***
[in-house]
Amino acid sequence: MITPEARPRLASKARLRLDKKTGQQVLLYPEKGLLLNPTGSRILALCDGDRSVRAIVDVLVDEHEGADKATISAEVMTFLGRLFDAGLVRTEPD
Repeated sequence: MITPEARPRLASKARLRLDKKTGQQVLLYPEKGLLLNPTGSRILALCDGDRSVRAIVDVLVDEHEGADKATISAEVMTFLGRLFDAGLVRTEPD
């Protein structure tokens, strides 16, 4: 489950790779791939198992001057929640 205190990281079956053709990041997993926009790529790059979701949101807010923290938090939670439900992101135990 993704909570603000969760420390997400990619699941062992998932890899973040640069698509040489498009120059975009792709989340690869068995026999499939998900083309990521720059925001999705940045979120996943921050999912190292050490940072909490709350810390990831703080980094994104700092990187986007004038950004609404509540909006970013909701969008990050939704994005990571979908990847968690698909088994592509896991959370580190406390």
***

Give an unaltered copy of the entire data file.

[in-house]
Amino acid sequence: MITPEARPRLASKARLRLDKKTGQQVLLYPEKGLLLNPTGSRILALCDGDRSVRAIVDVLVDEHEGADKATISAEVMTFLGRLFDAGLVRTEPD
Repeated sequence: MITPEARPRLASKARLRLDKKTGQQVLLYPEKGLLLNPTGSRILALCDGDRSVRAIVDVLVDEHEGADKATISAEVMTFLGRLFDAGLVRTEPD
């Protein structure tokens, strides 16, 4: 489950790779791939198992001057929640 205190990281079956053709990041997993926009790529790059979701949101807010923290938090939670439900992101135990 993704909570603000969760420390997400990619699941062992998932890899973040640069698509040489498009120059975009792709989340690869068995026999499939998900083309990521720059925001999705940045979120996943921050999912190292050490940072909490709350810390990831703080980094994104700092990187986007004038950004609404509540909006970013909701969008990050939704994005990571979908990847968690698909088994592509896991959370580190406390």